A Zoom meeting is open on a laptop, next to a cup of coffee

Zoom Fatigue: What Is It and How Can We Prevent It?

Zoom Fatigue: What Is It and How Can We Prevent It?

During yet another zoom semester, the continual stress of having to attend class on zoom and be present the whole time can be overwhelming. Why do we feel this way so often throughout the online semester? A peer-reviewed article by Jeremy N. Bailenson published in Technology, Mind, and Behavior discusses the details of this dreaded “Zoom Fatigue.” Bailenson lists four potential explanations for Zoom Fatigue, including “excessive amounts of close-up eye gaze, cognitive load, increased self-evaluation from staring at video of oneself, and constraints on physical mobility.” Requirements to keep one’s camera on could be disproportionately stressful for women, who are often held to a higher standard of appearance. Luckily, there are many ways we can overcome this fatigue and finish the year strong. From taking brain breaks to yoga stretches that you can do in your chair, there are many proven ways to give yourself the time and space to be the best student possible! 

Although zoom fatigue can affect everyone to some extent, Stanford News reports that Zoom fatigue is statistically worse for women. Studies have shown that one in seven women “reported feeling ‘very’ to ‘extremely’ fatigued after Zoom calls” whereas only one in twenty men reported those same feelings. This large contrast, Stanford News recalls, can be explained by something called “self-focused attention.” Essentially, “self-focused attention” causes many women to feel anxiety as time goes on from looking at themselves in their Zoom view. This phenomenon contributes to the problems of cognitive load and increased self-evaluation that Bailenson’s study describes. 

Armed with the knowledge of how Zoom fatigue happens, what are some ways we can prevent and stop Zoom fatigue in its tracks?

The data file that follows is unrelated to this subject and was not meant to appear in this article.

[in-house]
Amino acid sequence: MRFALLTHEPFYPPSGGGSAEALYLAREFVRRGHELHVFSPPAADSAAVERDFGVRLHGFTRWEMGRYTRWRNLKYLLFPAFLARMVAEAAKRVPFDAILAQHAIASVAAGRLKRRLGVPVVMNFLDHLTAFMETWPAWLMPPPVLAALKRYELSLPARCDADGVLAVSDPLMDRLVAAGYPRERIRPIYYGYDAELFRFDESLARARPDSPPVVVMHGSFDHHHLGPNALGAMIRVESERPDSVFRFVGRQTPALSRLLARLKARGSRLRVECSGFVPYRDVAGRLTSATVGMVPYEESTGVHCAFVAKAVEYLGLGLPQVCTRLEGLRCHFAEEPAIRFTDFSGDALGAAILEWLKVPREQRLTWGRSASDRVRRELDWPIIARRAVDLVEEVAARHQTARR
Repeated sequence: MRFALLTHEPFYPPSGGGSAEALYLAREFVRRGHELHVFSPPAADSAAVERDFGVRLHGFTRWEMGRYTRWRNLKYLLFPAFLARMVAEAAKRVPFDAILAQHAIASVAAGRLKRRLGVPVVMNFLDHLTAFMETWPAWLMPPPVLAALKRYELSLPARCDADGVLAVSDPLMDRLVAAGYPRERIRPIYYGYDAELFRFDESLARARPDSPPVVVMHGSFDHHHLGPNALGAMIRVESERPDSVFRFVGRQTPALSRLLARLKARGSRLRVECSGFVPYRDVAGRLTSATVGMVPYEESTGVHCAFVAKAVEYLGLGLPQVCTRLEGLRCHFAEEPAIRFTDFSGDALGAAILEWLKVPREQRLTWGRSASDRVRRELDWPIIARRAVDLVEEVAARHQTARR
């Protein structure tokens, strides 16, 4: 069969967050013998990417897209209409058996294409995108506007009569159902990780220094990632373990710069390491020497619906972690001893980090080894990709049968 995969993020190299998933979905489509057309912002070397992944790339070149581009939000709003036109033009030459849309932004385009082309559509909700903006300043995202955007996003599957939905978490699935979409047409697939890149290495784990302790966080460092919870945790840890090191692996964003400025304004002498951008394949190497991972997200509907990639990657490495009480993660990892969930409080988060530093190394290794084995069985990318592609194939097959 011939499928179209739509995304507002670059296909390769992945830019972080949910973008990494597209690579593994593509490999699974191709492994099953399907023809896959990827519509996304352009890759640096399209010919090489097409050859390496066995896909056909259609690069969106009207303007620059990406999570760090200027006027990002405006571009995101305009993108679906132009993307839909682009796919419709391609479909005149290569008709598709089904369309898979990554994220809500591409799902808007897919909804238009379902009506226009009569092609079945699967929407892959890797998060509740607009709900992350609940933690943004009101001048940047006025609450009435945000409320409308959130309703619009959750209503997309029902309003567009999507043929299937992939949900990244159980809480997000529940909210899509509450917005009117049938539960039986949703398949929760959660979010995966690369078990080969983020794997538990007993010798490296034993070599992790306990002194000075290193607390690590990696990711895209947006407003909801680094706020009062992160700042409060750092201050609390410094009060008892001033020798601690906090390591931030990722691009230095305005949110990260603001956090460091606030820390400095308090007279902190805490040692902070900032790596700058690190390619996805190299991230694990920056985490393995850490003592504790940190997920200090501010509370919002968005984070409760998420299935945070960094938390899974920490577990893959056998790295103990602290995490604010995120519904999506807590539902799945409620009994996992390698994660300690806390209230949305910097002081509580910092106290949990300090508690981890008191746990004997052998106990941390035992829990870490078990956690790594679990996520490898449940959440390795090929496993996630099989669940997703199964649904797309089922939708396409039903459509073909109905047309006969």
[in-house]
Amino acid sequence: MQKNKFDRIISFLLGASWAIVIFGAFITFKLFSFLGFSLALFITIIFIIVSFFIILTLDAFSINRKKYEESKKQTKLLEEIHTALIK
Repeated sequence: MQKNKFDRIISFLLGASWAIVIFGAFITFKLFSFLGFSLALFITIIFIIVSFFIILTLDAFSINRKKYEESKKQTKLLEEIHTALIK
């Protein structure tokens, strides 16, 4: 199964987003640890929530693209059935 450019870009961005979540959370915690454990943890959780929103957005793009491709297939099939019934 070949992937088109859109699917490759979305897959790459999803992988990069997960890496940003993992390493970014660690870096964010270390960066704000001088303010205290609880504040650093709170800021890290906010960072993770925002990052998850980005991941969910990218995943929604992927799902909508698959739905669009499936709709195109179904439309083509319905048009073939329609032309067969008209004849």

1. Switch up your Zoom view 

Unfortunately, many classes require students to keep their cameras on. In this case, a great thing to do is change the Zoom view so you cannot see yourself. This not only helps prevent the anxiety that can come with “self-focused attention,” but can also aid in your concentration of the material at hand. On the other hand, if you are lucky enough to have a class that does not require your camera to be on, allow yourself to do the things that make you comfortable while learning without worrying how you’ll appear on the screen. 

2. Stop trying to multitask 

Unsurprisingly, humans are much worse at multitasking than we typically think. An article from the Harvard Business Review notes that multitasking can waste up to “40% of [our] productive time.” Multitasking can leave us feeling drained from virtual school as well. Attempting to reply to emails, work on homework, and respond to someone on Slack, all while being on a Zoom call can cause us to feel overwhelmed and exhausted. Instead, as hard as it may be, try to minimize distractions by closing a few tabs and turning your notifications on silent. As unappealing as it may sound, this simple solution could make an impactful difference in your mental fatigue.

3. Take a mental (and physical) break 

Bailenson notes one of the contributing issues to Zoom fatigue is a lack of mobility while attending meetings virtually. There are a couple of very productive ways to combat this issue. The first, Bailenson recommends, is to increase the distance between your camera and your body. This allows you to do things like doodling or eating a snack without feeling so up-close and personal to others on the call. Another idea is to do some yoga at your desk. This article by Harvard University provides many yoga positions that could add some much-needed mindfulness to your school day. 

Although these are just a few ideas of how to combat Zoom fatigue, what is most important is that you choose something that works well for you. It is so important to take care of your mind and body so you can put your best foot forward in the classroom and beyond.